'Disturbing the Universe': William Kunstler 101

W Kunstler At Rally For Chicago 7

Political theater: William Kunstler, pictured at a rally for the so-called Chicago Seven, was famous for defending some of America's most polarizing people in the courts. David Fenton/Arthouse Films hide caption

itoggle caption David Fenton/Arthouse Films

William Kunstler: Disturbing The Universe

  • Directors: Emily Kunstler, Sarah Kunstler
  • Genre: Documentary
  • Running Time: 90 minutes

Not rated: nothing offensive besides a couple of corpses and curses

With: William Kunstler

As teenagers in the 1990s, Emily and Sarah Kunstler were mortified when their radical-lawyer dad turned to representing common criminals.

"We realized he was defending bad people," recalls Emily, who narrates the sisters' documentary, William Kunstler: Disturbing the Universe.

But those concerns quickly evaporate in this mostly laudatory account of the man who famously represented the Chicago Seven, Attica Prison inmates and the Indian activists of Wounded Knee. The movie does eventually return to the sisters' adolescent anxieties, but it's primarily an overview of Kunstler's career for those who've forgotten (or never heard about) his exploits.

The directors, who also wrote and co-produced the film, are the products of their father's second life. In the first, he was a World War II veteran who went to law school on the GI bill, became expert in accident law and wrote Joe McCarthy's will. He had a wife and kids, and lived in the New York suburbs.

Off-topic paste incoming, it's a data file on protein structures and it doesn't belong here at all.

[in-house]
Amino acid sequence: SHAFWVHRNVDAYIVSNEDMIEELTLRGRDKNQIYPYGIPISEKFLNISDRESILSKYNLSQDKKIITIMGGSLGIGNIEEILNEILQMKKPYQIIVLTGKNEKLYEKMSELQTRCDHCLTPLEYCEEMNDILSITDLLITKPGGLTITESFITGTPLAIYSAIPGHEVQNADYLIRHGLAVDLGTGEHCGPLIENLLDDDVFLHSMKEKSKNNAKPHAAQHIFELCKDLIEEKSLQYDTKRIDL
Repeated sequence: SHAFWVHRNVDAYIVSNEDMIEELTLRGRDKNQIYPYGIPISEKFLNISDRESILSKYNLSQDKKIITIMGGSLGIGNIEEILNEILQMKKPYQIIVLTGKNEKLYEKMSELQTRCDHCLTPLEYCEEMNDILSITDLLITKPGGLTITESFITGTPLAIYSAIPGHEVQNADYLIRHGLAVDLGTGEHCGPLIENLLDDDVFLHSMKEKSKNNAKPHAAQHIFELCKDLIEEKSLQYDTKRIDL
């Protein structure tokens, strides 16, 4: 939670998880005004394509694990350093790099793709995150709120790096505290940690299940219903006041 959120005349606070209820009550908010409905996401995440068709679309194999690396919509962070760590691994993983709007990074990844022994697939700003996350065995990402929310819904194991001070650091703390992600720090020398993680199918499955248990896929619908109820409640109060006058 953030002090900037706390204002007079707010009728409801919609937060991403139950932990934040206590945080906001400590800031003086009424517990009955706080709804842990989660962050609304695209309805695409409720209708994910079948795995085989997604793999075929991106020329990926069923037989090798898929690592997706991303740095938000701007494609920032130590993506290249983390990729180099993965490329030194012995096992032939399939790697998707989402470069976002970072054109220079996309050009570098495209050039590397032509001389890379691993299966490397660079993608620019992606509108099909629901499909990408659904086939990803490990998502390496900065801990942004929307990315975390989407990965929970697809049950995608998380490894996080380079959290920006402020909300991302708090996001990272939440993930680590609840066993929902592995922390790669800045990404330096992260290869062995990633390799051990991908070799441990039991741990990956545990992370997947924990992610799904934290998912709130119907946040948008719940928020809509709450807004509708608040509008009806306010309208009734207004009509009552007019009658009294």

That existence began to slip in 1961, when he delivered the ACLU's regards to an African-American lawyer who was battling segregation in Mississippi. The attorney responded that he needed more than greetings, and Kunstler took the hint. Soon he was representing Freedom Riders in the South and pursuing racial housing-discrimination cases back home in Westchester County.

"Dad taught us that all white people are racist," Emily says.

Kunstler's radicalization continued when he went to court with the Catonsville Nine, who destroyed draft records to protest the Vietnam War. One of the Nine, Daniel Berrigan, taught the attorney that the courtroom can be used for political drama. In 1969, Chicago Seven defendants Abbie Hoffman and Jerry Rubin helped extend Kunstler's theatrical range to farce.

The "power to the people" lawyer mostly won by losing, or on appeal. But he did help prevent a bloodbath at Wounded Knee, and he got the Supreme Court to uphold flag-burning as a form of political speech.

Along the way, Kunstler divorced, moved downtown, remarried and had two more children. In home-movie footage, young Emily and Sarah admiringly interview their famous father. Later, they'd have their doubts as Kunstler embraced mob boss John Gotti in public and represented the man who killed Zionist militant Meier Kahane. Yet the filmmakers don't find space in the movie for many people who shared those doubts. The principal on-screen critic is Alan Dershowitz, who appears only briefly — and whose own career hasn't exactly remained free of showboating and controversy.

Disturbing the Universe could have gone in a number of more interesting directions. It might have given equal (or at least more) time to Kunstler's antagonists, or analyzed how the attorney got high on '60s-radical self-righteousness. (In some fist-pumping clips, he comes on like a one-man Baader-Meinhof Gang, firing rhetoric rather than guns.)

The Kunstler sisters also could have turned inward, offering more insight into how their lightning-rod dad shaped their own lives. Despite the first-person viewpoint, the movie isn't especially personal.

If an introduction to William Kunstler's career is needed, Disturbing the Universe will serve. But the revolutionary attorney, who died in 1994, deserves the attention of a filmmaker who has thought harder about his legacy that his own daughters have.

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